Caidya (चैद्य) (in Chinese: Tche-t'i-ye) refers to one of the fifty-five kingdoms enumerated in chapter 17 of the Candragarbha: the 55th section of the Mahāsaṃnipāta-sūtra, a large compilation of Sūtras (texts) in Mahāyāna Buddhism partly available in Sanskrit, Tibetan and Chinese.—In the Candragarbhasūtra, the Bhagavat invites all classes of Gods and Deities to protect the Law [dharma?] and the faithful in their respective districts.—In Caidya, the following deities are appointed (among others): The Devaputra Subhadra; the Gandharva Aṭaka; the Kinnara Amala; the Nāga Sabhadra [?]; the Kumbhāṇḍa Gorāja [?]; the Godddess Utpalā.
Mahayana (महायान, mahāyāna) is a major branch of Buddhism focusing on the path of a Bodhisattva (spiritual aspirants/ enlightened beings). Extant literature is vast and primarely composed in the Sanskrit language. There are many sūtras of which some of the earliest are the various Prajñāpāramitā sūtras.
Languages of India and abroad
Sanskrit dictionarySource: DDSA: The practical Sanskrit-English dictionary
Caidya (चैद्य).—Name of Śiśupāla; अभिचैद्यं प्रतिष्ठासुः (abhicaidyaṃ pratiṣṭhāsuḥ) Śiśupālavadha 2.1.
Derivable forms: caidyaḥ (चैद्यः).Source: Cologne Digital Sanskrit Dictionaries: Shabda-Sagara Sanskrit-English Dictionary
(-dyaḥ) A name of Sisupala an adversary of Krishna, the son of Damaghosha, and sovereign of Chedi or Chandail. m. plu.
(-dyāḥ) The inhabitants of Chedi. E. cedi the country so colled, and jya aff.Source: Cologne Digital Sanskrit Dictionaries: Cappeller Sanskrit-English Dictionary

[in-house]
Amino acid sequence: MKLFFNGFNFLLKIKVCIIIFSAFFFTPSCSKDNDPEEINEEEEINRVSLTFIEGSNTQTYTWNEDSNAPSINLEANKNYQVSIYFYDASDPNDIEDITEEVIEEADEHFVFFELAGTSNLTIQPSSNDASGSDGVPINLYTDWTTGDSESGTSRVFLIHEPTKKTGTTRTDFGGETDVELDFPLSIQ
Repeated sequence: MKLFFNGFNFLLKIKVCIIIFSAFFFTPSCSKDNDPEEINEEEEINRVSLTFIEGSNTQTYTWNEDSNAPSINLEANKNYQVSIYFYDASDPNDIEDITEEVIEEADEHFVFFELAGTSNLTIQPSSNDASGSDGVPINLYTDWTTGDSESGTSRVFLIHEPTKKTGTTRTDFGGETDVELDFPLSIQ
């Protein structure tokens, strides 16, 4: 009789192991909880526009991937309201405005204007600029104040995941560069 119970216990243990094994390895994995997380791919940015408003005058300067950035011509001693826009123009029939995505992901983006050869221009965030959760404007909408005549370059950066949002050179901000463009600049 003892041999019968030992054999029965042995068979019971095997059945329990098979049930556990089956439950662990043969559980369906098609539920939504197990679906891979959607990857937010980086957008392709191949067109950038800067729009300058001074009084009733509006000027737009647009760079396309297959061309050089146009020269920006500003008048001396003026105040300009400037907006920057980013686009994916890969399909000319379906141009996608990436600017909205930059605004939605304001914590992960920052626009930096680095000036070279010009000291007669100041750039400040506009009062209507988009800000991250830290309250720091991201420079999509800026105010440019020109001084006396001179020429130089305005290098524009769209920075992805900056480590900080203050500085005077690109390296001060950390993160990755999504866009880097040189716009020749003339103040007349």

Caidya (चैद्य).—[masculine] descendant of Cedi or king of the Cedis.Source: Cologne Digital Sanskrit Dictionaries: Monier-Williams Sanskrit-English Dictionary
1) Caidya (चैद्य):—[from caidika] m. [patronymic] [from] cedi, [Viṣṇu-purāṇa iv, 12, 15] ([plural])
2) [v.s. ...] a prince of the Cedis ([especially] Śiśu-pāla, [Mahābhārata i, 129; ii, 1523; Harivaṃśa 1804 f.; Bhāgavata-purāṇa vii, 1, 15 and 30; ix, 24, 2]), [Ṛg-veda viii, 5, 37 f.]
3) [v.s. ...] ([plural]) the Cedi people, [cf. Lexicographers, esp. such as amarasiṃha, halāyudha, hemacandra, etc.]
4) Caidyā (चैद्या):—[from caidya > caidika] f. a princess of the Cedis, [Mahābhārata i, 3831.]Source: Cologne Digital Sanskrit Dictionaries: Yates Sanskrit-English Dictionary
Caidya (चैद्य):—(dyaḥ) 1. m. Shishupāla.
[Sanskrit to German]
Sanskrit, also spelled संस्कृतम् (saṃskṛtam), is an ancient language of India commonly seen as the grandmother of the Indo-European language family (even English!). Closely allied with Prakrit and Pali, Sanskrit is more exhaustive in both grammar and terms and has the most extensive collection of literature in the world, greatly surpassing its sister-languages Greek and Latin.
See also (Relevant definitions)
Starts with: Caidyavara.
Ends with: Abhicaidya.
Full-text (+2): Abhicaidya, Abhicaidyam, Cidi, Cedi, Kaishika, Sabhadra, Subhadra, Goraja, Ataka, Hahala, Amala, Damaghosha, Utpala, Rukmini, Sunitha, Dantavaktra, Rukmi, Gada, Shishupala, Dhrishtaketu.
Search found 16 books and stories containing Caidya, Caidyā; (plurals include: Caidyas, Caidyās). You can also click to the full overview containing English textual excerpts. Below are direct links for the most relevant articles:
Garga Samhita (English) (by Danavir Goswami)
Verse 6.5.22 < [Chapter 5 - The Kidnapping of Śrī Rukmiṇī]
Verse 6.6.44 < [Chapter 6 - The Yādavas’ Victory When Śrī Rukmiṇī is Kidnapped]
Verse 6.4.14 < [Chapter 4 - Journey to the City of Kuṇḍina]
List of Mahabharata people and places (by Laxman Burdak)
Rig Veda (translation and commentary) (by H. H. Wilson)
The Matsya Purana (critical study) (by Kushal Kalita)
Part 2.1g - The Caidya Dynasty < [Chapter 3 - Historical aspects in the Matsyapurāṇa]
Part 2.1 - Dynasties of Pre-Mahābhārata war (Introduction) < [Chapter 3 - Historical aspects in the Matsyapurāṇa]
Bhakti-rasamrta-sindhu (by Śrīla Rūpa Gosvāmī)
Chaitanya Bhagavata (by Bhumipati Dāsa)